If your company’s supply chain survived 2020 and the disruptions of early 2021, it’s safe to say it has passed the resiliency test.
What do we mean by that? Let’s start here: what is supply chain resilience? Resiliency is the ability to withstand or recover from difficult conditions or snap back into shape after being bent or stretched.
Does any of that sound like the past two years or so?
What is Supply Chain Resilience?
Supply chain disruption has many sources: tariffs and trade disputes, natural disasters, pandemics, economic uncertainty and cybersecurity attacks. Each disruption has its own nuances, so it’s challenging to plan a precise response to each one. The goal is to build a supply chain that can stretch and recover from the inevitable disruptions from a whole host of threats.
To do that, shippers must be able to respond and adapt as quickly as possible to known and unknown risks. Embracing technology is part of that solution. It also takes flexible and redundant suppliers, systems, and talent to create an organization that survives and thrives while others struggle.
For example, many supply chain resiliency plans may have considered a health crisis in which organizations and key partners face lower-than-normal staffing levels. But the rapid shift from retail to online purchasing for staples and the surge for protective equipment, as well as unanticipated products like bread makers and home-schooling items, left many retailers flatfooted.
2020 Was A Year Of Supply Chain Disruption
In 2020 companies across virtually every industry faced supply chain disruption due to COVID-19. Here’s a look at four of the most significant disruptions that challenged the resiliency of supply chains.
Panic Buying Challenged Retailers and Suppliers
COVID-19 triggered an unprecedented surge in panic buying of food, beverages, hand sanitizer, toilet paper, and other essentials. The demand caught off-guard those retailers and suppliers who relied on just-in-time inventory practices. Manufacturing and supply chains couldn’t ramp up fast enough. For example, hand sanitizer sales spiked 313% during one week in February 2020, according to reports from Nielsen. Of course, toilet paper and paper towels were in short supply as well.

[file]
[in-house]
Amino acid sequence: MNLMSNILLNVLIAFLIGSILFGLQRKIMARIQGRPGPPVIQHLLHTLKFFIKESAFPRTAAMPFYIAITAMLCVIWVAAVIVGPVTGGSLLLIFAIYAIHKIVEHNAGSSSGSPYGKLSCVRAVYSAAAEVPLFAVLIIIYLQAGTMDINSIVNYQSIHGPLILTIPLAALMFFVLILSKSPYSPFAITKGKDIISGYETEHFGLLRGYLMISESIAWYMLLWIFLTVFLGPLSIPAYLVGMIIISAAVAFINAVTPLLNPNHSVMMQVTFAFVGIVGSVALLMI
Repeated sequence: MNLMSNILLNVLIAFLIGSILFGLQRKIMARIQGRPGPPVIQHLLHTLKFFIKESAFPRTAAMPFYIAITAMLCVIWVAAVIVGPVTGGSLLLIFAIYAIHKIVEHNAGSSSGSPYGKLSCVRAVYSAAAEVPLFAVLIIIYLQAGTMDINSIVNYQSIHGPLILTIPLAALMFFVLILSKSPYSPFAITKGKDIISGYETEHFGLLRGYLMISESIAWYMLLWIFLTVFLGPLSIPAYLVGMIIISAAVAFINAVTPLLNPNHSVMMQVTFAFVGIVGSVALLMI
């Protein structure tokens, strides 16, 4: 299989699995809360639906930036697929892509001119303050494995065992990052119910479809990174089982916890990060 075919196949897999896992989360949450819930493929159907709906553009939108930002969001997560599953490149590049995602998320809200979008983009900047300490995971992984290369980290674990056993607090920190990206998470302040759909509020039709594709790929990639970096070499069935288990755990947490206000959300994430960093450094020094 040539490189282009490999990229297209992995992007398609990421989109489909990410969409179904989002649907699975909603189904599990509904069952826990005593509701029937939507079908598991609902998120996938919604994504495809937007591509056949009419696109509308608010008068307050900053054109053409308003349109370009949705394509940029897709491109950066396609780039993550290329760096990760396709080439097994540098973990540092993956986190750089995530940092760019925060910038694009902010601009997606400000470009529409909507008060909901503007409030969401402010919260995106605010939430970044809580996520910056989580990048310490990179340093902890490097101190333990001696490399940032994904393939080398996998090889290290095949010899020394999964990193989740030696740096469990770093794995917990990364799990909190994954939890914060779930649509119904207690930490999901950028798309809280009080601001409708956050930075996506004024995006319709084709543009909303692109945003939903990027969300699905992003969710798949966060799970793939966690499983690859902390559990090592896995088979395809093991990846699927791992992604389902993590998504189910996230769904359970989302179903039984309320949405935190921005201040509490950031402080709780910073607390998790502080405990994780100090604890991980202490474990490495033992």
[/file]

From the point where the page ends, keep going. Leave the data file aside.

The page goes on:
Orchestrating the efforts of suppliers, manufacturers, truck drivers, warehouses, retail employees, and other critical links in the supply chain was no small feat.
In response, supply chain leaders are partnering with 3PLs, like GlobalTranz, who offer warehousing capabilities to transform their warehouse network and bring their products closer to the customer for rapid fulfillment. Transforming your supply chain for greater resilience requires a 3PL partner with technology, expertise, access to multimodal capacity, communication, partnerships, and more.
COVID-19 exposed vulnerabilities in food supply chains
Food supplies were hit by plant shutdowns to ensure worker safety before re-opening, on a limited basis in some cases. Closures of schools, universities, entertainment venues and other non-commercial food locations shifted demand and supply chains. Wholesale food distributors and producers had to figure out how to sell directly to the public. Broadline food distributors learned how to price restaurant-quality meat in family-sized packages and coordinate curbside pickup.